Author Topic: Intro/My situation  (Read 2850 times)

campsdeloscamps

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Intro/My situation
« on: January 11, 2016, 02:34:49 PM »
Hello, 

I've been following this board off and on for several years and thought I'd finally introduce myself.  I am 35 years old, married with a five year old, and own a home in Chicago.  I am self-employed and did quite well last year (2015) and am now finding myself having a nice "problem" in that I finally have some extra money to try and invest.  The problem, however, is that I have no guaranteed income and can make $150k one year and $40k the next depending on how my business goes.  As a result I have always been afraid to place my money anywhere that is not liquid and it is simply sitting in a savings account.  Here's a general overview of my financial situation:

-roughly 100k in savings
-own a home in Chicago valued around 400k, owe 280k on it
-20k in student loan debt
-my wife makes roughly 65k/year and our family is covered by her insurance
-several years ago when i first became self employed i took a 401k from my employer and rolled it into an IRA that is now valued around 25k
-my wife has a 401k and pension through her employer valued at roughly 160k last i checked.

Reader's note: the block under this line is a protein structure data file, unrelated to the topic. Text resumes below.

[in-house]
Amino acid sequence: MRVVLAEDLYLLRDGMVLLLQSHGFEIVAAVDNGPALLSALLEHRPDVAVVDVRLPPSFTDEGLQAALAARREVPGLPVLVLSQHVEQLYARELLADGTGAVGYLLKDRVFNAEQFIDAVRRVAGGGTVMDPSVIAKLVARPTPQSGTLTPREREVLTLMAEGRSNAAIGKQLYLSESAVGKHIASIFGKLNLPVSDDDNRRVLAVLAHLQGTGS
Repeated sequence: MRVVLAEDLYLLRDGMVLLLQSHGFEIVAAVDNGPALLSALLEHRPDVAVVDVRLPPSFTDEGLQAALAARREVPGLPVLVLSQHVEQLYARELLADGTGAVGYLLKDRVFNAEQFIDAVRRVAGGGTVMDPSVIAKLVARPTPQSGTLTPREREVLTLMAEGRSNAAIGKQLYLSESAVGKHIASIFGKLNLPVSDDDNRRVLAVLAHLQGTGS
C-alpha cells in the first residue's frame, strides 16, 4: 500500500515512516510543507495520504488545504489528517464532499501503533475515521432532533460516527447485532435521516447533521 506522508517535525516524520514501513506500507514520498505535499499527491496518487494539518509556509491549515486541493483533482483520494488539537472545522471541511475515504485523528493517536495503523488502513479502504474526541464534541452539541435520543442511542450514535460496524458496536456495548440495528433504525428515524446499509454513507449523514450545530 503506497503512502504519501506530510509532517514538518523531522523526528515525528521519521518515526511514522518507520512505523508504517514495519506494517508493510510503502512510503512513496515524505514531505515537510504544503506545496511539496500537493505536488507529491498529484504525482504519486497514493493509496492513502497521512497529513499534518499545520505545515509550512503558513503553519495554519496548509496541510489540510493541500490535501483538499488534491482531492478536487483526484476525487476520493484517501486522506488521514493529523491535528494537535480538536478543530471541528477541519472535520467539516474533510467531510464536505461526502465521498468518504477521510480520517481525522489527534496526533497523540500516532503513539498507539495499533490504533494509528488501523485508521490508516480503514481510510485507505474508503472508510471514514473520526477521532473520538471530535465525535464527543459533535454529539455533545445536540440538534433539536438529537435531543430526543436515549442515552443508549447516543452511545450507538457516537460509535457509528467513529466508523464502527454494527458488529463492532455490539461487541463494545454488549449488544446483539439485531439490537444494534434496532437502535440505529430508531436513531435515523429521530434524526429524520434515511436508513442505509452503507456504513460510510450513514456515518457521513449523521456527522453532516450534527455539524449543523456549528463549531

To be honest I'm really happy that I'm able to even be here asking about this.  I had a very strong year in 2015 and one year ago I was debating taking from my IRA just to pay the mortgage.  Because I have so recently been in that situation I have a really hard time with the idea of putting all my money into retirement plans.  I'm also a horrible hypochondriac (totally different story) and am convinced that there is no way on earth that I will live to retirement age anyway, so I'm sure that contributes to my reluctance.   

I'd really love to hear and and would appreciate any advice.  I'm considering meeting with a financial advisor but it seems to me as though he/she will simply try to sell me life insurance and tell me to contribute more to a retirement plan.  Anyway, let me have it.  Thanks!

dandarc

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Re: Intro/My situation
« Reply #1 on: January 11, 2016, 02:45:57 PM »
It all starts with understanding your expenses.  Suggest logging every penny that goes out.  Then you can determine the extent that the hills and valleys of your income are causing problems.

dandarc

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Re: Intro/My situation
« Reply #2 on: January 11, 2016, 02:48:22 PM »
And the worry about not being able to touch "retirement" funds until "retirement age" is unfounded.